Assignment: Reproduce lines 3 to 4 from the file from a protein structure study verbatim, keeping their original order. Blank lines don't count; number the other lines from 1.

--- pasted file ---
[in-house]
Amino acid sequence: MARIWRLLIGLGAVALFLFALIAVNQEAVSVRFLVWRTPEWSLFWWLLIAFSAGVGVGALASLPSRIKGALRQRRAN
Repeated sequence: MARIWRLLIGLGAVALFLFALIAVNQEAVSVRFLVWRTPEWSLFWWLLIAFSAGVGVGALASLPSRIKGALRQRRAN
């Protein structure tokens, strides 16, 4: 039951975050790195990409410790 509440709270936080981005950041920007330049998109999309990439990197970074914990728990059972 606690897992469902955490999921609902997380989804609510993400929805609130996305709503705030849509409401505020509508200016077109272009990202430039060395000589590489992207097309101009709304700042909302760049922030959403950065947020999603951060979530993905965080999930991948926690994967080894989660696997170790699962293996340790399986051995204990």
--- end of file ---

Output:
Repeated sequence: MARIWRLLIGLGAVALFLFALIAVNQEAVSVRFLVWRTPEWSLFWWLLIAFSAGVGVGALASLPSRIKGALRQRRAN
């Protein structure tokens, strides 16, 4: 039951975050790195990409410790 509440709270936080981005950041920007330049998109999309990439990197970074914990728990059972 606690897992469902955490999921609902997380989804609510993400929805609130996305709503705030849509409401505020509508200016077109272009990202430039060395000589590489992207097309101009709304700042909302760049922030959403950065947020999603951060979530993905965080999930991948926690994967080894989660696997170790699962293996340790399986051995204990």